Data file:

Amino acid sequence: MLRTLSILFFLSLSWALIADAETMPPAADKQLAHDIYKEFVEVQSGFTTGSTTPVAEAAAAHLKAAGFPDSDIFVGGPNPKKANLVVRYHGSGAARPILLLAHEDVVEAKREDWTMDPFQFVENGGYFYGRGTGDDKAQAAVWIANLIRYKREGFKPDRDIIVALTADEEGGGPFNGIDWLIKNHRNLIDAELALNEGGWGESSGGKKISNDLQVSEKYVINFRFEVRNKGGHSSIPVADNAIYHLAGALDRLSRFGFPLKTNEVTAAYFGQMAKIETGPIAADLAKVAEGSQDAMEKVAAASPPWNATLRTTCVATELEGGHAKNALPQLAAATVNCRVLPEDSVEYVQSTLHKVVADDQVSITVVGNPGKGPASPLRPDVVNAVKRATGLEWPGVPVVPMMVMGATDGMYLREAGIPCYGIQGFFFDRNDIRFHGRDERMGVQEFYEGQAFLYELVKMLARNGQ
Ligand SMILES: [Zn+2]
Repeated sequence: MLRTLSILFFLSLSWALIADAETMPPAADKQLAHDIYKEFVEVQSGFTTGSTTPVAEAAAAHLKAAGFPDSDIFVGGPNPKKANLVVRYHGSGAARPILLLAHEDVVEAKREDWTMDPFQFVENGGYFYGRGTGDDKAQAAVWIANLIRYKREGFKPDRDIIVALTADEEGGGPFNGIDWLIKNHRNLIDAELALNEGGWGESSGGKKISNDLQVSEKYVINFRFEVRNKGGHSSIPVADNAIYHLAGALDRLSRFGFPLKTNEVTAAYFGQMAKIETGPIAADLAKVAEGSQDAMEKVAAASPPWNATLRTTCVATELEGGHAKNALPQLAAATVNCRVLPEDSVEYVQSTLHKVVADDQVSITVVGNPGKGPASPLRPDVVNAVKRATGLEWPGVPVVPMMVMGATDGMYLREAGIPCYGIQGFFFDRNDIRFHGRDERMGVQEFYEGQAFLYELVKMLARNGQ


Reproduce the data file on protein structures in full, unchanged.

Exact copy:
Amino acid sequence: MLRTLSILFFLSLSWALIADAETMPPAADKQLAHDIYKEFVEVQSGFTTGSTTPVAEAAAAHLKAAGFPDSDIFVGGPNPKKANLVVRYHGSGAARPILLLAHEDVVEAKREDWTMDPFQFVENGGYFYGRGTGDDKAQAAVWIANLIRYKREGFKPDRDIIVALTADEEGGGPFNGIDWLIKNHRNLIDAELALNEGGWGESSGGKKISNDLQVSEKYVINFRFEVRNKGGHSSIPVADNAIYHLAGALDRLSRFGFPLKTNEVTAAYFGQMAKIETGPIAADLAKVAEGSQDAMEKVAAASPPWNATLRTTCVATELEGGHAKNALPQLAAATVNCRVLPEDSVEYVQSTLHKVVADDQVSITVVGNPGKGPASPLRPDVVNAVKRATGLEWPGVPVVPMMVMGATDGMYLREAGIPCYGIQGFFFDRNDIRFHGRDERMGVQEFYEGQAFLYELVKMLARNGQ
Ligand SMILES: [Zn+2]
Repeated sequence: MLRTLSILFFLSLSWALIADAETMPPAADKQLAHDIYKEFVEVQSGFTTGSTTPVAEAAAAHLKAAGFPDSDIFVGGPNPKKANLVVRYHGSGAARPILLLAHEDVVEAKREDWTMDPFQFVENGGYFYGRGTGDDKAQAAVWIANLIRYKREGFKPDRDIIVALTADEEGGGPFNGIDWLIKNHRNLIDAELALNEGGWGESSGGKKISNDLQVSEKYVINFRFEVRNKGGHSSIPVADNAIYHLAGALDRLSRFGFPLKTNEVTAAYFGQMAKIETGPIAADLAKVAEGSQDAMEKVAAASPPWNATLRTTCVATELEGGHAKNALPQLAAATVNCRVLPEDSVEYVQSTLHKVVADDQVSITVVGNPGKGPASPLRPDVVNAVKRATGLEWPGVPVVPMMVMGATDGMYLREAGIPCYGIQGFFFDRNDIRFHGRDERMGVQEFYEGQAFLYELVKMLARNGQ